(Last Updated on : 30/03/2017)
The Dilruba is a cross between the sitar
and sarangi. It is extremely close to the esraj and the mayuri vina. This is one of the most well-liked stringed instruments of the bowed variety in Northern India. Dilruba is close to the esraj and the mayuri veena
. The difference is in the shape of the resonators and the manner in which the strings are attached. A dilruba player has no trouble in playing an esraj
or a mayuri vina and vice versa. It is a young instrument by Indian terms, being only about 200 years old.
Structure of the Dilruba
The neck of Dilruba has around 18 strings. The approach to tuning is similar to the sitar. Almost all of the playing is performed upon only one string. There are a number of metallic frets. Some of these can be moved according to the requirements of the rag. It has a series of sympathetic strings. It is believed that the Dilruba was designed especially for women to play as both the sarangi and the sitar require substantial calluses which can end up disfiguring your fingers. It became popular with Sikh warriors as a light weight portable instrument. It was used in playing shabads, or the hymns of Gurbani kirtan, accompanied by the tabla
Interest in playing the dilruba waned during the early 1900's and the instrument became very scarce until only a few relics remained by the 1980's. Renewed interest in performing kirtan with traditional string instruments revived the art of making the dilruba. It is an instrument which was designed and created by the Tenth Guru, Gobind Singh Ji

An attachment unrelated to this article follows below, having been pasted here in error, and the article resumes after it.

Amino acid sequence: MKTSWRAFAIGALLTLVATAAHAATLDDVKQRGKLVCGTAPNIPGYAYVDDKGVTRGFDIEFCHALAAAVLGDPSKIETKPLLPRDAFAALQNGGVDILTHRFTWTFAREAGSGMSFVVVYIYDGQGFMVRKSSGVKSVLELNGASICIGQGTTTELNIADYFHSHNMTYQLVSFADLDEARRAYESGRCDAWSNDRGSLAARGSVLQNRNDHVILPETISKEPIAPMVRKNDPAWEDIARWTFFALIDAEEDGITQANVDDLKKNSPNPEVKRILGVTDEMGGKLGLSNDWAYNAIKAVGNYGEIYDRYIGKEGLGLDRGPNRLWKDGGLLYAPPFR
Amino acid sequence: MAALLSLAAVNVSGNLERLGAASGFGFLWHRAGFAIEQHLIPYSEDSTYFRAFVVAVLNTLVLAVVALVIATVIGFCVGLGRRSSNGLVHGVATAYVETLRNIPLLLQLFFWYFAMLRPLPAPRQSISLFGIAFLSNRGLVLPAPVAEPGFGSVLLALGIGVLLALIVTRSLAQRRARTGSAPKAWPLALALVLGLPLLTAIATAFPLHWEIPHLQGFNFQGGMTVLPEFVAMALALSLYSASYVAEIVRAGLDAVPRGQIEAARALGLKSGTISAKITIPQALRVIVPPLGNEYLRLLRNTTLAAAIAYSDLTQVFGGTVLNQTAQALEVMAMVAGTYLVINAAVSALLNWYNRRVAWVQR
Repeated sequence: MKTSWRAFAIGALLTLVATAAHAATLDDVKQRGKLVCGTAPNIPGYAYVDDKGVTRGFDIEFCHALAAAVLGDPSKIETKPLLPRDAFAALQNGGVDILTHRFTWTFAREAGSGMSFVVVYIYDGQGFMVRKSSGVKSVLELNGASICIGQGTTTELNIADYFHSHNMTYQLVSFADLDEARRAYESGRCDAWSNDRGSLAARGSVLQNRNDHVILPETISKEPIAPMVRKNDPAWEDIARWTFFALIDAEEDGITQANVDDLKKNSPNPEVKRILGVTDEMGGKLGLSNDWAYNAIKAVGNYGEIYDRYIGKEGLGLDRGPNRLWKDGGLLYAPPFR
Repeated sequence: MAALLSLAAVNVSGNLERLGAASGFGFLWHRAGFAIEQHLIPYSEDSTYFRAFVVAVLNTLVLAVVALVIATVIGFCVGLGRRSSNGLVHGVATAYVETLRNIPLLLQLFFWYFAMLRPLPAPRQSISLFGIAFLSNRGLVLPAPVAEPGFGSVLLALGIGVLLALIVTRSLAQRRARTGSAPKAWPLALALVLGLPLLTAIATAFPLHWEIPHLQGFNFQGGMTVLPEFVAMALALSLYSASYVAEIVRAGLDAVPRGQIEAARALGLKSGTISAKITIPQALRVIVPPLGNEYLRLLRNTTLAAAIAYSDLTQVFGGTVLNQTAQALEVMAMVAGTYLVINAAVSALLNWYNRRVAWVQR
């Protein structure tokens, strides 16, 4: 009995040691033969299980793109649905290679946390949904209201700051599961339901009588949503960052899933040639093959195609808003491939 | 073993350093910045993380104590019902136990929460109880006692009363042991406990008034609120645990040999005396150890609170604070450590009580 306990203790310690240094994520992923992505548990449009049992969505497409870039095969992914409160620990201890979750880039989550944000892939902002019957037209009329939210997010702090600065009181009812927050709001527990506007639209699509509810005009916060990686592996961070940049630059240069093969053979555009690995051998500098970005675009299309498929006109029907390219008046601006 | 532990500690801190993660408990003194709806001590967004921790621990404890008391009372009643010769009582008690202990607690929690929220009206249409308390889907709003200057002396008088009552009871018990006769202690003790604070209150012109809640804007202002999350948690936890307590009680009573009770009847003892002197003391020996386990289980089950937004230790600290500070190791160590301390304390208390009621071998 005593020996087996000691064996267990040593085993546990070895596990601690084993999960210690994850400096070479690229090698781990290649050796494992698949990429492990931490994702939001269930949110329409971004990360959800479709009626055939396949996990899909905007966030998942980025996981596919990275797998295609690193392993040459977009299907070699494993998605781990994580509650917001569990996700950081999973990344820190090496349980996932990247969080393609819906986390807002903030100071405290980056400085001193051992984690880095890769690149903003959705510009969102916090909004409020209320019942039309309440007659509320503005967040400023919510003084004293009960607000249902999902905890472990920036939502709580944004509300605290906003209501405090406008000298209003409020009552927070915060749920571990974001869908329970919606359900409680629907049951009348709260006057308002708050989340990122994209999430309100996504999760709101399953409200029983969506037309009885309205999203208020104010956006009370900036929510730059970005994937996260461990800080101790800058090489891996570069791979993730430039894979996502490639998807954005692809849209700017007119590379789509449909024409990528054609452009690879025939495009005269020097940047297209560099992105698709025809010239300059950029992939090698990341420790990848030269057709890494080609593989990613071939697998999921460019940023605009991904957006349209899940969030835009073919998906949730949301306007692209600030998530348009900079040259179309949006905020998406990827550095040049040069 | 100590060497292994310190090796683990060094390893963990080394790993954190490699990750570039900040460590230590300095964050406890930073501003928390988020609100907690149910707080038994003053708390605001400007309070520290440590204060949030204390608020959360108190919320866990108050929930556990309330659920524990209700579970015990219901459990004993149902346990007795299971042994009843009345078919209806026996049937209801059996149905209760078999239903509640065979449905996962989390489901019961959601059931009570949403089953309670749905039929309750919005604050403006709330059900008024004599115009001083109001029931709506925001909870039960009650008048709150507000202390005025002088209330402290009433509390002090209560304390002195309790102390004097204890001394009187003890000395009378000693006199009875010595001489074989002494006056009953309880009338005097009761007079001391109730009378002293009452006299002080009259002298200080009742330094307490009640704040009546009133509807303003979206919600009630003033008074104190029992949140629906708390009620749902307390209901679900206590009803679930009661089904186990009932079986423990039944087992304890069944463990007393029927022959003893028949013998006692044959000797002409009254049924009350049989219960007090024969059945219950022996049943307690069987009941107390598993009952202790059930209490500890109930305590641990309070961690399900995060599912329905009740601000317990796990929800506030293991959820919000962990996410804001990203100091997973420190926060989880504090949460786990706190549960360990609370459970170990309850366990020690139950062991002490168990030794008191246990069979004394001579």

. The Dilruba is a modified version of the Taus. Dilruba is the easiest and lightest instrument to play.
The dilruba is found in the north, where it is used in religious music and light classical songs in the urban areas. Its name is translated as "robber of the heart."
A. R. Rahman
is a well known composer in India who has used the Dilruba. This instrument is very successful as a complement to vocal music, as an instrument for solo performance or as a composing tool. Simple melodies and the subtlest shades can be produced with ease.